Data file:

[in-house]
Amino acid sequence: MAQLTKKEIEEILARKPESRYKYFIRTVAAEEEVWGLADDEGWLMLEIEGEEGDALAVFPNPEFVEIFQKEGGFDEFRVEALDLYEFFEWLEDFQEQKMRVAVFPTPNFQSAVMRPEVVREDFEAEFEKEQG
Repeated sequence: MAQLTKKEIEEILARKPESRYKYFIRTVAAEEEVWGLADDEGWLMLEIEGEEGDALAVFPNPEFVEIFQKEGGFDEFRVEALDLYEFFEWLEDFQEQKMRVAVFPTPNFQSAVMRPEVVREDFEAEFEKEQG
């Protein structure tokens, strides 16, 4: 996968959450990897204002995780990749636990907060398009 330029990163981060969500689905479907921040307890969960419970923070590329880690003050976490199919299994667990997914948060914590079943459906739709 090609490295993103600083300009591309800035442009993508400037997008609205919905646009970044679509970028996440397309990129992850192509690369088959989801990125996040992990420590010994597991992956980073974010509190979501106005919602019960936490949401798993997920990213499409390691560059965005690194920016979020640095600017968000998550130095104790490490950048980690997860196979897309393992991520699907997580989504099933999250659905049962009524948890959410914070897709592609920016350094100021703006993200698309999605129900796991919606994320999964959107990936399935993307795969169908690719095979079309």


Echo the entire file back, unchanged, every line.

[in-house]
Amino acid sequence: MAQLTKKEIEEILARKPESRYKYFIRTVAAEEEVWGLADDEGWLMLEIEGEEGDALAVFPNPEFVEIFQKEGGFDEFRVEALDLYEFFEWLEDFQEQKMRVAVFPTPNFQSAVMRPEVVREDFEAEFEKEQG
Repeated sequence: MAQLTKKEIEEILARKPESRYKYFIRTVAAEEEVWGLADDEGWLMLEIEGEEGDALAVFPNPEFVEIFQKEGGFDEFRVEALDLYEFFEWLEDFQEQKMRVAVFPTPNFQSAVMRPEVVREDFEAEFEKEQG
């Protein structure tokens, strides 16, 4: 996968959450990897204002995780990749636990907060398009 330029990163981060969500689905479907921040307890969960419970923070590329880690003050976490199919299994667990997914948060914590079943459906739709 090609490295993103600083300009591309800035442009993508400037997008609205919905646009970044679509970028996440397309990129992850192509690369088959989801990125996040992990420590010994597991992956980073974010509190979501106005919602019960936490949401798993997920990213499409390691560059965005690194920016979020640095600017968000998550130095104790490490950048980690997860196979897309393992991520699907997580989504099933999250659905049962009524948890959410914070897709592609920016350094100021703006993200698309999605129900796991919606994320999964959107990936399935993307795969169908690719095979079309």